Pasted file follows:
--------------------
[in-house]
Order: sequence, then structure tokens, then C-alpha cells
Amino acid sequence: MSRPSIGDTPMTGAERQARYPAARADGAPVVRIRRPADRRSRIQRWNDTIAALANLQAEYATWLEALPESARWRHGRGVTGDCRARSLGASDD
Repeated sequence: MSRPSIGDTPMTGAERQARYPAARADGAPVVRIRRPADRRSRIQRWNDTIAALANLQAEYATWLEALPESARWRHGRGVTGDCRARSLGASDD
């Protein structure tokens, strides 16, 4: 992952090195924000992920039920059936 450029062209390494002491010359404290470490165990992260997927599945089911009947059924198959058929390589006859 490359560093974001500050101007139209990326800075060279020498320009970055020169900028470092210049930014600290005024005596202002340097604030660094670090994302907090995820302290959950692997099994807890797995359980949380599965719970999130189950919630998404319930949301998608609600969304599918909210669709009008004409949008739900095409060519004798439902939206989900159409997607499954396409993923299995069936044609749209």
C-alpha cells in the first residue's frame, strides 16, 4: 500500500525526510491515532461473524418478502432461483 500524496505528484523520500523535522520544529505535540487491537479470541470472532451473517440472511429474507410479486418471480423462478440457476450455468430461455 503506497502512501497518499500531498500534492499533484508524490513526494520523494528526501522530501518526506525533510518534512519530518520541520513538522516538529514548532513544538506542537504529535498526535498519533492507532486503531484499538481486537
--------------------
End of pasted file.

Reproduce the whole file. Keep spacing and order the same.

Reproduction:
[in-house]
Order: sequence, then structure tokens, then C-alpha cells
Amino acid sequence: MSRPSIGDTPMTGAERQARYPAARADGAPVVRIRRPADRRSRIQRWNDTIAALANLQAEYATWLEALPESARWRHGRGVTGDCRARSLGASDD
Repeated sequence: MSRPSIGDTPMTGAERQARYPAARADGAPVVRIRRPADRRSRIQRWNDTIAALANLQAEYATWLEALPESARWRHGRGVTGDCRARSLGASDD
């Protein structure tokens, strides 16, 4: 992952090195924000992920039920059936 450029062209390494002491010359404290470490165990992260997927599945089911009947059924198959058929390589006859 490359560093974001500050101007139209990326800075060279020498320009970055020169900028470092210049930014600290005024005596202002340097604030660094670090994302907090995820302290959950692997099994807890797995359980949380599965719970999130189950919630998404319930949301998608609600969304599918909210669709009008004409949008739900095409060519004798439902939206989900159409997607499954396409993923299995069936044609749209």
C-alpha cells in the first residue's frame, strides 16, 4: 500500500525526510491515532461473524418478502432461483 500524496505528484523520500523535522520544529505535540487491537479470541470472532451473517440472511429474507410479486418471480423462478440457476450455468430461455 503506497502512501497518499500531498500534492499533484508524490513526494520523494528526501522530501518526506525533510518534512519530518520541520513538522516538529514548532513544538506542537504529535498526535498519533492507532486503531484499538481486537